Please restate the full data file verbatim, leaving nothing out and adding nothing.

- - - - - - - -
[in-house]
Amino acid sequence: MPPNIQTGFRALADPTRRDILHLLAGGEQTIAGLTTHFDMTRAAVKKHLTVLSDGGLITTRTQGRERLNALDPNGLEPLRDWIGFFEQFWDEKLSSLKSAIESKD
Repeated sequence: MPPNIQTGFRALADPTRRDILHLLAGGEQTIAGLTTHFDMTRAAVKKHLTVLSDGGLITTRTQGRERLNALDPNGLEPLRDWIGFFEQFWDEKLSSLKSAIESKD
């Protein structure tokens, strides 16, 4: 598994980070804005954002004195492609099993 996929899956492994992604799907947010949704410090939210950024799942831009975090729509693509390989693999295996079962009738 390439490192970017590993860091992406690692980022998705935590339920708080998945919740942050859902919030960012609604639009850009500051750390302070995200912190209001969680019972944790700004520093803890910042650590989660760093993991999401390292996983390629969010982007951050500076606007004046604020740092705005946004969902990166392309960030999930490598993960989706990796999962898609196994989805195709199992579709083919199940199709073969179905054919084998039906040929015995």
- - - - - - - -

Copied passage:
[in-house]
Amino acid sequence: MPPNIQTGFRALADPTRRDILHLLAGGEQTIAGLTTHFDMTRAAVKKHLTVLSDGGLITTRTQGRERLNALDPNGLEPLRDWIGFFEQFWDEKLSSLKSAIESKD
Repeated sequence: MPPNIQTGFRALADPTRRDILHLLAGGEQTIAGLTTHFDMTRAAVKKHLTVLSDGGLITTRTQGRERLNALDPNGLEPLRDWIGFFEQFWDEKLSSLKSAIESKD
């Protein structure tokens, strides 16, 4: 598994980070804005954002004195492609099993 996929899956492994992604799907947010949704410090939210950024799942831009975090729509693509390989693999295996079962009738 390439490192970017590993860091992406690692980022998705935590339920708080998945919740942050859902919030960012609604639009850009500051750390302070995200912190209001969680019972944790700004520093803890910042650590989660760093993991999401390292996983390629969010982007951050500076606007004046604020740092705005946004969902990166392309960030999930490598993960989706990796999962898609196994989805195709199992579709083919199940199709073969179905054919084998039906040929015995």